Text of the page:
Harare – IOM, the UN Migration Agency, on 28 September 2018, handed over to the Government of Zimbabwe, a newly refurbished children’s shelter at Chambuta Children’s Home in Chiredzi District, South East of Zimbabwe. IOM remodelled the shelter with funding from the United States’ Bureau of Population, Refugees, and Migration (PRM), will cater to unaccompanied and separated children among other children in need.
The South-eastern part of Zimbabwe hosts a transit route to South Africa through Beitbridge Border Post and to Botswana through Plumtree Border Post. The route is used by both local Zimbabweans and third country nationals migrating to and from South Africa and Botswana.
The two border posts experience some mixed migration flows comprising documented and undocumented migrants, including unaccompanied minors and children. Irregular migrants apprehended by law enforcement agents in Zimbabwe are remanded. Children’s homes like Chambuta ensure migrant children are protected.
The Government of Zimbabwe is working with IOM and other international and local partners in implementing the Southern Africa Development Community (SADC) Regional Action Plan on Mixed and Irregular Migration 2016-2018, under which the protection of unaccompanied minors is a key priority.
Speaking at the official handover ceremony, the IOM Chief of Mission in Zimbabwe, Lily Sanya, noted that IOM recognizes that Southern Africa comprises of countries of origin, transit and destination for irregular migrants including unaccompanied migrant children who move within regional mixed migration flows, often travelling without documentation.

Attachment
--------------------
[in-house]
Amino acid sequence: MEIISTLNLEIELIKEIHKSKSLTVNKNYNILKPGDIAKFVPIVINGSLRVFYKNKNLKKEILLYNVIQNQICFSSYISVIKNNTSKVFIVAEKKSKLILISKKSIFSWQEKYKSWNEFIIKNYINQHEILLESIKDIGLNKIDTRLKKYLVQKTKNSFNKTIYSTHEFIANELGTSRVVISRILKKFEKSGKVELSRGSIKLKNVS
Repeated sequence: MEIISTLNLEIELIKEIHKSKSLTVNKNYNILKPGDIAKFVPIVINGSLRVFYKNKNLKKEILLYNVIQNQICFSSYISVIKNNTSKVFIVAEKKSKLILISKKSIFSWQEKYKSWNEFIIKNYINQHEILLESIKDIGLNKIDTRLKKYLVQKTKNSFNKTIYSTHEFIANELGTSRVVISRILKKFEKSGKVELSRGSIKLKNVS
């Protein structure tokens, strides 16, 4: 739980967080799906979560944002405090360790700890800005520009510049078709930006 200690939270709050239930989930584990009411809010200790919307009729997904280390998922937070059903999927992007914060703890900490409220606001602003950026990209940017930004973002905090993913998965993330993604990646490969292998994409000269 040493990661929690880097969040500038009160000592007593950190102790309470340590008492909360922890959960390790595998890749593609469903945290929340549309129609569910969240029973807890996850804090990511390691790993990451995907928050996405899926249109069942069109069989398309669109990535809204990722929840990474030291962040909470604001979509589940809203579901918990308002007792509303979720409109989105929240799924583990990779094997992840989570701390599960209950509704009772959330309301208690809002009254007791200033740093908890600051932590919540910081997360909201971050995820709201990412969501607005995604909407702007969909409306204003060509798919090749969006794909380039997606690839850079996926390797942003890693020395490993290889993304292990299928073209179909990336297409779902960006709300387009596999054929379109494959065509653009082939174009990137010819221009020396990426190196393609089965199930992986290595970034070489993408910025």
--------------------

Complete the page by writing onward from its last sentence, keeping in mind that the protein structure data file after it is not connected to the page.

“IOM provides capacity building support to governments in six countries in the (SADC) region, including Zimbabwe, to improve migration management at both the operational and policy levels to manage migration in a humane and orderly manner, with a specific focus on upholding the rights of vulnerable migrants,” she said.
Sanya further noted that the protection of vulnerable unaccompanied and separated migrant children was important to IOM’s work, hence the newly refurbished shelter will provide an improved place of safety for children in need.
Dr. Judith Kateera, the Permanent Secretary in the Ministry of Public Service Labour and Social Welfare reiterated that her ministry will endeavour to continue to provide support to vulnerable migrants especially the unaccompanied migrant children. “The gesture by IOM goes a long way in complementing government effort in supporting the children. Private-public partnerships such as these are important in supporting the needy in communities,” she added.
IOM refurbished the shelter under a regional project entitled Addressing Irregular and Mixed migration flows in Southern Africa Phase 8 which is being implemented in six Southern African countries to address challenges related to mixed and irregular migration.